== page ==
At one time in Hawaiian history, it is said that if you shook any tree in the forest, a rainbow of brightly colored tree snails would rain down upon you. Exhibiting beautiful shells, Pupu Kani Oe, "the shell that sounds long." or kahuli, as Hawaii’s tree snails are known, have long been described as the “jewels of the jungle” so mentioned in countess traditional chants, songs, and poems.

    Early naturalists in their exploration of the islands were so enchanted by the beauty of Hawaiian terrestrial snails and their mysterious radiation, that it strongly influenced their impressions and beliefs about evolution and island biogeography. Enamored by the beauty of the shells, collectors from around the world contributed to the decimation of the snail population by collecting thousands and thousands of the tiny mollusks. Kāhuli tree snails are endemic, unique to Hawai‘i, and now found only on the island of O‘ahu.

    Just imagine, you are walking through the tropical rainforest and you hear a faint song carried on the wind. Where might it be coming from you ask, the ferns, the trees, the grass? As you move along the trail, the sound seems to fade, while you can’t help but notice the array of different snails, serenely munching away on the forest foliage. Some are a brilliant yellow stripped with chocolate brown, some are ivory white with cascading blue and tan swirls, yet others are shaded of peach-tinted white with pink or purple stripping.

    Hawaiian folklore records that the sweet song is the sound the snails singing as they slide up and down the trunks of the trees. Doubters and disbelievers say tiny crickets living deep in the vegetation of the forest floor more likely produce the sound.

    Species Radiation

    Hawaii’s terrestrial snails at one time accounted for a significant portion of the forest fauna. Aside from cultural significance, aesthetic appeal, and their integral role in elucidating theories of island biogeography and evolution, tree snails once made up a significant portion of the forest canopy terrestrial fauna. Isolated in lush valleys and on high mountain ridges, the Hawaiian terrestrial tree snail population exploded in a diverse array of colors, shapes and sizes. Born live, emerging from the parents shell as “miniature” adults, baby snails are ready to graze the nutritious spores and fungi that cover the forest tree leaves. In a symbiotic relationship, the snails do not eat the leaves, but rather the harmful fungi that feed upon them.

    Greater than 750 species of terrestrial snails once inhabited the Hawaiian Island chain. Scientists sadly report that more than 90 percent of snail diversity in the islands has been lost, representing a stunning and senseless example of one of the worst species losses in the entire world. You may ask why are Hawaii’s snails slipping away to oblivion? There are a lot of areas to place the blame.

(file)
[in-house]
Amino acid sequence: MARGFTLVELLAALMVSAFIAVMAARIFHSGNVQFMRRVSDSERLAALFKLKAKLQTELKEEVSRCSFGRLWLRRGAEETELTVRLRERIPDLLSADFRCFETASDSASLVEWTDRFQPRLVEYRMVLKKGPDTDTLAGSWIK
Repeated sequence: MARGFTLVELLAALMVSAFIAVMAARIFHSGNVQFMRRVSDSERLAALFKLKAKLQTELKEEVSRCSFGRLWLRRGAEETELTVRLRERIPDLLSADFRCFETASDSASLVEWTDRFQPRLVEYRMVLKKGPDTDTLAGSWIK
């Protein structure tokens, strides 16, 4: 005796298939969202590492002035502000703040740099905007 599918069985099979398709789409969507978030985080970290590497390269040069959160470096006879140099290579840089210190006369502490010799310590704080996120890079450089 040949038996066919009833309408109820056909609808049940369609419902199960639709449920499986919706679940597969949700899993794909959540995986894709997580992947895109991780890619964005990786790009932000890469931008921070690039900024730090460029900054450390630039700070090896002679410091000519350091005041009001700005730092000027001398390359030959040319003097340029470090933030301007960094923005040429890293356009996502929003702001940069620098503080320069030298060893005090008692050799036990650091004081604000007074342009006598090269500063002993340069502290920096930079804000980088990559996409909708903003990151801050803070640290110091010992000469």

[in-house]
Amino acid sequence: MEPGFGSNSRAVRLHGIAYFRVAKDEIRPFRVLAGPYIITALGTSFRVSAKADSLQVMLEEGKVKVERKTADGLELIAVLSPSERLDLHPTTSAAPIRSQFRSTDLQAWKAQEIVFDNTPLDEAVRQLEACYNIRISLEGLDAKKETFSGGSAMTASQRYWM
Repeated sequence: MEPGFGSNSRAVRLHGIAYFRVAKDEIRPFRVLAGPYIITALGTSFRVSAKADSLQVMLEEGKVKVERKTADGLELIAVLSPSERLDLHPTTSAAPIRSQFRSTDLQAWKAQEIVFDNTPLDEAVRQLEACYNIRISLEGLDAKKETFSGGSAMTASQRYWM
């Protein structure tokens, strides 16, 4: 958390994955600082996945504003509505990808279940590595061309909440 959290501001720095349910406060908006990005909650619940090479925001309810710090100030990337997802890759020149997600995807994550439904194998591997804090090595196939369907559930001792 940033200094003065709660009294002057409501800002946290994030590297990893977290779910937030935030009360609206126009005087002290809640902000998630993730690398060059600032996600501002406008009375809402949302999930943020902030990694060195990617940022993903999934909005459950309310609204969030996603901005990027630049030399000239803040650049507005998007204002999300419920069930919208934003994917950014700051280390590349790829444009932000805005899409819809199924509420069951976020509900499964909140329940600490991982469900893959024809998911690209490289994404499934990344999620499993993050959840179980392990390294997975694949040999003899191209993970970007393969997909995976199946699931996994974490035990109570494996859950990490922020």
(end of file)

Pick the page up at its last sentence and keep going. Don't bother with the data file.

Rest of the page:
Manmade air pollution, acid rain, volcanic organic gases (VOG) which originates from Pele’s activity on the Big Island and blankets the other islands when carried on the prevailing winds, and extensive habitat destruction from introduced ungulates including goats, pigs and deer have degraded vast amounts of forest vegetation and fragmented snail populations. In a sad act of poor stewardship of the land, the predatory rosy wolf snail, rats and carnivorous Jackson’s chameleons, introduced to the islands, all feast on Hawaii’s native snails. It’s no wonder snails are dying faster than they can reproduce.

    Tree Snail Population Recovery

    Today, when terrestrial tree snails are found in the forest, it helps scientists define areas less impacted by habitat destruction and the activities of introduced species. The mere presence of snails is a sign of recovery and hope. Several species of tree snails have proved beneficial in increasing nutrient cycling of the forest floor, other species of terrestrial snails benefit host plants by munching on algae and fungus that grow on plant stems and leaves.

  • July 30, 2016

    Is The World’s Largest Active Volcano About To Blow?

    OKv Pele is restless, with Mauna Loa, the world’s largest active volcano, displaying signs of unease. Over the past several months, seismologists have recorded as many as 40 earthquakes a week. The tremors are noted as more than four times the norm.

    In late May 2016, concerned scientists at the U.S. Geological Survey Hawaiian Volcano Observatory elevated the mountain’s Volcano Alert Level from “normal” to “advisory”. The USGS monitors the potentially devastating threat, noting that since the alert upgrade, activity continues from three to seven miles below the earth’s crust. Using GPS beacons, researchers have recorded activity of consistent frequency beneath the summit and along the Upper Southwest Rift Zone.

    Currently, the USGS advises Mauna Loa is not erupting. However, earthquake activity beneath the west flank, in the south caldera, and the Upper Southwest Rift Zone continues. GPS readings indicate deformation related to inflation on the magma reservoir with the activity occurring beneath the summit and the rift zone.